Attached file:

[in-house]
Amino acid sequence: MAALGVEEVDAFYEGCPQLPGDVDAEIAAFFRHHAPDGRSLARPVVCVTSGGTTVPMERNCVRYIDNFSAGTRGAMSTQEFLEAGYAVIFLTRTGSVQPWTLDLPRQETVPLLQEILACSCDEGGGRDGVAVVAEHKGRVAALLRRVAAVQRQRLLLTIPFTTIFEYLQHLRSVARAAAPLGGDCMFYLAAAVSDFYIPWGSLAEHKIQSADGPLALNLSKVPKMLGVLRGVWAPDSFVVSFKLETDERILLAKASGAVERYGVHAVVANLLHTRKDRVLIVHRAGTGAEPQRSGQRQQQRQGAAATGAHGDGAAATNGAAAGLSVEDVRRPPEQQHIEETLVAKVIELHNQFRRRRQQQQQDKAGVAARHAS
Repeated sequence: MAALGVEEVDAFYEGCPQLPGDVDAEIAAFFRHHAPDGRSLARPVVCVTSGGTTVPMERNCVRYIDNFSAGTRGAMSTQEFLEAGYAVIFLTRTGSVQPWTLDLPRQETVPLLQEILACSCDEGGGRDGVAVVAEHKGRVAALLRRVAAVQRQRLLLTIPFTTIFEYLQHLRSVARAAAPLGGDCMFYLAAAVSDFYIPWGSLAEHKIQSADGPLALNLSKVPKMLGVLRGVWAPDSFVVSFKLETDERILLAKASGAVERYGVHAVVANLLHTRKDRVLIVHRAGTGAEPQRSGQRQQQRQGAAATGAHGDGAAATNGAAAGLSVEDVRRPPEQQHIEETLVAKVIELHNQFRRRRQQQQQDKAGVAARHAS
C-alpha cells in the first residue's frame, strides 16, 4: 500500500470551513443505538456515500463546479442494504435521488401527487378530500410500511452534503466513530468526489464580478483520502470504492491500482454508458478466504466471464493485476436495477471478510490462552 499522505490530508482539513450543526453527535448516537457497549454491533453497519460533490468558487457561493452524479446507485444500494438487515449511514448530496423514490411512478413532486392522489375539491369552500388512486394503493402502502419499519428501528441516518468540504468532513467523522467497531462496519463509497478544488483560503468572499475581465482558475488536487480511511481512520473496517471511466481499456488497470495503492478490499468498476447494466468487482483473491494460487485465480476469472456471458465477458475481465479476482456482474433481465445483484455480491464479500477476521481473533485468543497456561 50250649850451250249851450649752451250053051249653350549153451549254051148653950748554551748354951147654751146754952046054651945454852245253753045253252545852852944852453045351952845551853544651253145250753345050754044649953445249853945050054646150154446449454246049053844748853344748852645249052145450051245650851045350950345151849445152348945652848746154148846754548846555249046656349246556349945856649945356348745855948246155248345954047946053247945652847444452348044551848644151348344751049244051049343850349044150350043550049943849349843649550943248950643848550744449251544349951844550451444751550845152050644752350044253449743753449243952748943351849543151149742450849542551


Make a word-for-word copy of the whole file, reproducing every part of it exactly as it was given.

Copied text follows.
[in-house]
Amino acid sequence: MAALGVEEVDAFYEGCPQLPGDVDAEIAAFFRHHAPDGRSLARPVVCVTSGGTTVPMERNCVRYIDNFSAGTRGAMSTQEFLEAGYAVIFLTRTGSVQPWTLDLPRQETVPLLQEILACSCDEGGGRDGVAVVAEHKGRVAALLRRVAAVQRQRLLLTIPFTTIFEYLQHLRSVARAAAPLGGDCMFYLAAAVSDFYIPWGSLAEHKIQSADGPLALNLSKVPKMLGVLRGVWAPDSFVVSFKLETDERILLAKASGAVERYGVHAVVANLLHTRKDRVLIVHRAGTGAEPQRSGQRQQQRQGAAATGAHGDGAAATNGAAAGLSVEDVRRPPEQQHIEETLVAKVIELHNQFRRRRQQQQQDKAGVAARHAS
Repeated sequence: MAALGVEEVDAFYEGCPQLPGDVDAEIAAFFRHHAPDGRSLARPVVCVTSGGTTVPMERNCVRYIDNFSAGTRGAMSTQEFLEAGYAVIFLTRTGSVQPWTLDLPRQETVPLLQEILACSCDEGGGRDGVAVVAEHKGRVAALLRRVAAVQRQRLLLTIPFTTIFEYLQHLRSVARAAAPLGGDCMFYLAAAVSDFYIPWGSLAEHKIQSADGPLALNLSKVPKMLGVLRGVWAPDSFVVSFKLETDERILLAKASGAVERYGVHAVVANLLHTRKDRVLIVHRAGTGAEPQRSGQRQQQRQGAAATGAHGDGAAATNGAAAGLSVEDVRRPPEQQHIEETLVAKVIELHNQFRRRRQQQQQDKAGVAARHAS
C-alpha cells in the first residue's frame, strides 16, 4: 500500500470551513443505538456515500463546479442494504435521488401527487378530500410500511452534503466513530468526489464580478483520502470504492491500482454508458478466504466471464493485476436495477471478510490462552 499522505490530508482539513450543526453527535448516537457497549454491533453497519460533490468558487457561493452524479446507485444500494438487515449511514448530496423514490411512478413532486392522489375539491369552500388512486394503493402502502419499519428501528441516518468540504468532513467523522467497531462496519463509497478544488483560503468572499475581465482558475488536487480511511481512520473496517471511466481499456488497470495503492478490499468498476447494466468487482483473491494460487485465480476469472456471458465477458475481465479476482456482474433481465445483484455480491464479500477476521481473533485468543497456561 50250649850451250249851450649752451250053051249653350549153451549254051148653950748554551748354951147654751146754952046054651945454852245253753045253252545852852944852453045351952845551853544651253145250753345050754044649953445249853945050054646150154446449454246049053844748853344748852645249052145450051245650851045350950345151849445152348945652848746154148846754548846555249046656349246556349945856649945356348745855948246155248345954047946053247945652847444452348044551848644151348344751049244051049343850349044150350043550049943849349843649550943248950643848550744449251544349951844550451444751550845152050644752350044253449743753449243952748943351849543151149742450849542551